eli manning ny giants quarterback
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Being a quarterback in the NFL is hard, regardless of the team we’re talking about. But like with most things in pro sports, expectations are a little higher and the criticism gets a little louder in New York. That’s why being the NY Giants quarterback isn’t for the faint of heart.

Daniel Jones gave us a glimpse of what he was capable of in 2022. Big Blue is hoping for that and more after agreeing to a four-year, $160 million extension this past offseason. But before Jones and Co. take the field in 2023, let’s take a quick stroll down memory lane.

We’ll look at single-season and all-time Giants quarterback records for the following categories: completion percentage, passing yards, rushing yards, passing touchdowns, rushing touchdowns, Quarterback Rating, and game-winning drives.

Single-season records had to include at least 10 games played, while all-time records needed to include at least two seasons. All stats are from Pro-Football-Reference.

Completion percentage

Single-season record: Daniel Jones, 2022: 67.2%

All-time record: Daniel Jones, 2019-22: 64.0%

Have whatever criticisms you want of Danny Dimes. When it comes to completing his passes, though, Jones has done it better than any other Giants quarterback in team history. We’re obviously only basing this off four seasons and things can change moving forward. But the man can find his pass-catchers.

Passing yards

Single-season record: Eli Manning, 2011: 4,933 yards

All-time record: Eli Manning, 2004-19: 57,023 yards

It was only a matter of time before we saw Eli Manning here. Based on his longevity with Big Blue, he’s going to be in first place by a wide margin for multiple categories. When looking at career passing-yard leaders in Giants history, he’s got a stranglehold on the record for quite some time.

The next closest is Phil Simms, who collected 33,462 passing yards during his Giants career.

Rushing Yards

Single-season record: Daniel Jones, 2022: 708 yards

All-time record: Daniel Jones, 2019-22: 1,708 yards

His nickname is Danny Dimes, but Jones knows a thing or two when it comes to running with the football. That was clearly on display in 2022 when New York’s wide-receiver room was stripped bare because of injury and underperforming veterans (i.e. Kenny Golladay).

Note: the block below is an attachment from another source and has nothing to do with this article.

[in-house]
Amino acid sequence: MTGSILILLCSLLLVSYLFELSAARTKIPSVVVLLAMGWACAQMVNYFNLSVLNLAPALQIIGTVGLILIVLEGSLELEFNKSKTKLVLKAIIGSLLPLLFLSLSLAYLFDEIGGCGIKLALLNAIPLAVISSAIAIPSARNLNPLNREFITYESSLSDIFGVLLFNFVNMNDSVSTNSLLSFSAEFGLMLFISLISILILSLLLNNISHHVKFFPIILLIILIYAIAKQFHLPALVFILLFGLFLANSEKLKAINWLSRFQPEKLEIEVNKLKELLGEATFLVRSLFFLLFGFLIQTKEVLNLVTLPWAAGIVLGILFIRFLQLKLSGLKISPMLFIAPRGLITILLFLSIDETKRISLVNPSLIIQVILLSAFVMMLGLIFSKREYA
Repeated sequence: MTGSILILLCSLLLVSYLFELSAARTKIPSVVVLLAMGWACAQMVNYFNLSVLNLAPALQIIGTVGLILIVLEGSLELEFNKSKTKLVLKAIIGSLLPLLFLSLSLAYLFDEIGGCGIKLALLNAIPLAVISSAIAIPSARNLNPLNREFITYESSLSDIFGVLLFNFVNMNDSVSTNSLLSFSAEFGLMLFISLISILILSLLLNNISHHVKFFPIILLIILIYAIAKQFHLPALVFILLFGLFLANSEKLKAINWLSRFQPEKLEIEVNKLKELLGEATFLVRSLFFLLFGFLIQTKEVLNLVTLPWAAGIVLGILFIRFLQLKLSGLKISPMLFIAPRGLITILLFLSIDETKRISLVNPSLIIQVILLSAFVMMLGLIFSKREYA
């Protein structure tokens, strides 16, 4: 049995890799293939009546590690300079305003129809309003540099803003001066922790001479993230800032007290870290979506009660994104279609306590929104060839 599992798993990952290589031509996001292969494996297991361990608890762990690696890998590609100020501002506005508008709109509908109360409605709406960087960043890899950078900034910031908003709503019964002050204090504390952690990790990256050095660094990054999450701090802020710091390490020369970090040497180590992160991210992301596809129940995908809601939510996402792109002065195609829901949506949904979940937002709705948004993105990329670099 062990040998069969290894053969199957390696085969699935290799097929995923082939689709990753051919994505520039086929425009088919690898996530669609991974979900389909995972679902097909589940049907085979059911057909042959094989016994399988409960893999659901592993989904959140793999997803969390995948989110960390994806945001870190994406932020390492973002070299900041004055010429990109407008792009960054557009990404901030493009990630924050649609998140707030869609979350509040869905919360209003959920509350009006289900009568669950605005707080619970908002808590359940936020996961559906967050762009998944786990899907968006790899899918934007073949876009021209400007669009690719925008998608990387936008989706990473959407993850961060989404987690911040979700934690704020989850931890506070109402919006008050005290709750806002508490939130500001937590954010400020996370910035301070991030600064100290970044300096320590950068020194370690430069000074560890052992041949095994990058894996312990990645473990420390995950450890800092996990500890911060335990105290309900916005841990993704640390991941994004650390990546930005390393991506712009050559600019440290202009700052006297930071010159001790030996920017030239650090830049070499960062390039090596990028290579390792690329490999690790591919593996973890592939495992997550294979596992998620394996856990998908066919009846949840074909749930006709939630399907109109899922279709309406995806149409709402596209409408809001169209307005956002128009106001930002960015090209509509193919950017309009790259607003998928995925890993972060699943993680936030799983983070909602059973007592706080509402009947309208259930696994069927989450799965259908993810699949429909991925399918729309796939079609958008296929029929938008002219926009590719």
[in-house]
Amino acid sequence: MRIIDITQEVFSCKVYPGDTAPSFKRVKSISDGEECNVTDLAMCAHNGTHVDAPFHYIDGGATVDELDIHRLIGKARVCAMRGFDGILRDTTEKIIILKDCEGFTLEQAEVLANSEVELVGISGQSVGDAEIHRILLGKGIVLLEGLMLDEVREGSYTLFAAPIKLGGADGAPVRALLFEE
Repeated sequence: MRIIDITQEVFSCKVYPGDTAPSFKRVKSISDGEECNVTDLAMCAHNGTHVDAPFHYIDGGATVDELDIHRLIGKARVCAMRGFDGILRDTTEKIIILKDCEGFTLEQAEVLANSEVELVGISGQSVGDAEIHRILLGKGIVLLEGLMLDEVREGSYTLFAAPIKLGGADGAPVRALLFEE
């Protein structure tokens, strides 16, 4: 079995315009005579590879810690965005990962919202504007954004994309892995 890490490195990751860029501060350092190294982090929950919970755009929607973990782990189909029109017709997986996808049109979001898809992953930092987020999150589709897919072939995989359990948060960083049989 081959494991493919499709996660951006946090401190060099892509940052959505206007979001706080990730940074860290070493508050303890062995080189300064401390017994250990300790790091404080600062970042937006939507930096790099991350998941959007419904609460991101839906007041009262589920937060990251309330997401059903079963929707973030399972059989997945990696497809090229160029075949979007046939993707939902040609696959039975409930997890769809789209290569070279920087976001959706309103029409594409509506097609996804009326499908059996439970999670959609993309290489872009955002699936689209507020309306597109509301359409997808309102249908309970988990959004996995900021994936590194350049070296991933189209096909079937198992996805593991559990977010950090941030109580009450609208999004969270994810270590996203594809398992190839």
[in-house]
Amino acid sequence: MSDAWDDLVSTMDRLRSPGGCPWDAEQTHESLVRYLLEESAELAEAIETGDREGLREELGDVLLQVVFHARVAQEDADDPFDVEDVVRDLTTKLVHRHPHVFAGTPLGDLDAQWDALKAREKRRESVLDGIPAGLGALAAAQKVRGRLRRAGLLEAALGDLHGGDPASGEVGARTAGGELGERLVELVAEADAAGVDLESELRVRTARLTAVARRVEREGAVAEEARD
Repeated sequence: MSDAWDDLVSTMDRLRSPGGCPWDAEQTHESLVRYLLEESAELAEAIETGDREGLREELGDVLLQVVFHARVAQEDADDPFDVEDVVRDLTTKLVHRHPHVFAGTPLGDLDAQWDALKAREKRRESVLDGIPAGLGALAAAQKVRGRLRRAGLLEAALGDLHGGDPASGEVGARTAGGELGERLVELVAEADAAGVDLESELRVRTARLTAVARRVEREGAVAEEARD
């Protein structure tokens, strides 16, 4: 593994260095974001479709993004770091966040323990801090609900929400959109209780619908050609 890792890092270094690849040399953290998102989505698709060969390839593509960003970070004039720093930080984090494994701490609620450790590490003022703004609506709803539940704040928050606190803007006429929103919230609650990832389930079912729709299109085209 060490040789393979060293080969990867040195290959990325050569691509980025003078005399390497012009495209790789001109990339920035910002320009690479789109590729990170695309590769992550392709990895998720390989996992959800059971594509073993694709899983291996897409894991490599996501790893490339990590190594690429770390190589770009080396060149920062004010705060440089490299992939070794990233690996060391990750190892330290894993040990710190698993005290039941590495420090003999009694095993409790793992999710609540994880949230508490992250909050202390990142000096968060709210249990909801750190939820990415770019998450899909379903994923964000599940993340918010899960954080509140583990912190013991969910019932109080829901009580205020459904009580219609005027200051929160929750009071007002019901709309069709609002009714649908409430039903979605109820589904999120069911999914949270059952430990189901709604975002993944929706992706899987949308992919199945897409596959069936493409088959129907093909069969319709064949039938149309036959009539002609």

Passing touchdowns

Single-season record: Y.A. Tittle, 1963: 36 touchdowns

All-time record: Eli Manning 2004-2019: 366 touchdowns

Y.A. Tittle is an A+ football name, in my humble opinion. His 36 tuddies in 1963 is the number to shoot for in any given season. But once again, Manning’s longevity gives him a huge lead in the all-time standings. Phil Simms is the next-closest signal-caller with 199.

Rushing touchdowns

Single-season record: Daniel Jones, 2022: 7 touchdowns

All-time record: Daniel Jones, 2019-22: 12 touchdowns

There goes that man again. With all those rushing yards he accumulated last season, you knew he was going to rack up some touchdowns in the process. It’s pretty crazy that after just four seasons, he already owns the single-season and all-time Giants records.

Everything else is gravy from here when it comes to using his legs. They don’t call him “Vanilla Vick” for no reason, ya know.

Quarterback Rating

Single-season record: Y.A Tittle, 1963: 104.8

All-time record: Daniel Jones, 2019-2022: 86.5

Given his general struggles through the first three years of his NFL career, it’s interesting to see Jones with the best career QB rating in Giants history. However, it’s also a testament to how he’s found ways to continually improve since his rookie campaign.

Game-winning drives

Single-season record: Eli Manning, 2011 and 2016: 6 game-winning drives

All-time record: Eli Manning, 2004-2019: 37 game-winning drives

Manning reigns supreme in yet another Quarterback statistic. None of these numbers are surprising, either. The next-closest QB to Manning on the all-time list for game-winning drives is Charlie Conerly, who finished with 19.

You can reach Matt Musico at matt.musico@xlmedia.com. You can follow him on Twitter: @mmusico8.

Matt Musico is an editor for ESNY. He’s been writing about baseball and the Mets for the past decade. His work has been featured on numberFire, MetsMerized Online, Bleacher Report, and Yahoo! Sports.